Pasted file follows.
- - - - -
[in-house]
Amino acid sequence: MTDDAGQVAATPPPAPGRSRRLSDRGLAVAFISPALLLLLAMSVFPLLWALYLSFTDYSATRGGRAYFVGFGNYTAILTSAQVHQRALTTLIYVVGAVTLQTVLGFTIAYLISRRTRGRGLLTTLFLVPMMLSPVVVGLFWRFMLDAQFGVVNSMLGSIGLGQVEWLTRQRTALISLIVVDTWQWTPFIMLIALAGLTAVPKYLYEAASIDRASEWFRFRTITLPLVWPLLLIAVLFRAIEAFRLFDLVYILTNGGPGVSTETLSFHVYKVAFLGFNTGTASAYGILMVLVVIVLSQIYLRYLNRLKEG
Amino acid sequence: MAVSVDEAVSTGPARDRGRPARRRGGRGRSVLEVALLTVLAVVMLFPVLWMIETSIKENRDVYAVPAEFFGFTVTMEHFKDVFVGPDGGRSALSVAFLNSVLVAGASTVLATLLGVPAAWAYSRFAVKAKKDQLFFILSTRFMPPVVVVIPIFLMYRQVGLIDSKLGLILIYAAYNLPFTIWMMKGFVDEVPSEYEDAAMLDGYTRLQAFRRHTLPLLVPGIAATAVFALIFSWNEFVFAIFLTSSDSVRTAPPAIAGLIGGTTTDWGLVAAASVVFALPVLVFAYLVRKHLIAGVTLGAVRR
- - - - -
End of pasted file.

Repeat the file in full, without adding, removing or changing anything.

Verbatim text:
[in-house]
Amino acid sequence: MTDDAGQVAATPPPAPGRSRRLSDRGLAVAFISPALLLLLAMSVFPLLWALYLSFTDYSATRGGRAYFVGFGNYTAILTSAQVHQRALTTLIYVVGAVTLQTVLGFTIAYLISRRTRGRGLLTTLFLVPMMLSPVVVGLFWRFMLDAQFGVVNSMLGSIGLGQVEWLTRQRTALISLIVVDTWQWTPFIMLIALAGLTAVPKYLYEAASIDRASEWFRFRTITLPLVWPLLLIAVLFRAIEAFRLFDLVYILTNGGPGVSTETLSFHVYKVAFLGFNTGTASAYGILMVLVVIVLSQIYLRYLNRLKEG
Amino acid sequence: MAVSVDEAVSTGPARDRGRPARRRGGRGRSVLEVALLTVLAVVMLFPVLWMIETSIKENRDVYAVPAEFFGFTVTMEHFKDVFVGPDGGRSALSVAFLNSVLVAGASTVLATLLGVPAAWAYSRFAVKAKKDQLFFILSTRFMPPVVVVIPIFLMYRQVGLIDSKLGLILIYAAYNLPFTIWMMKGFVDEVPSEYEDAAMLDGYTRLQAFRRHTLPLLVPGIAATAVFALIFSWNEFVFAIFLTSSDSVRTAPPAIAGLIGGTTTDWGLVAAASVVFALPVLVFAYLVRKHLIAGVTLGAVRR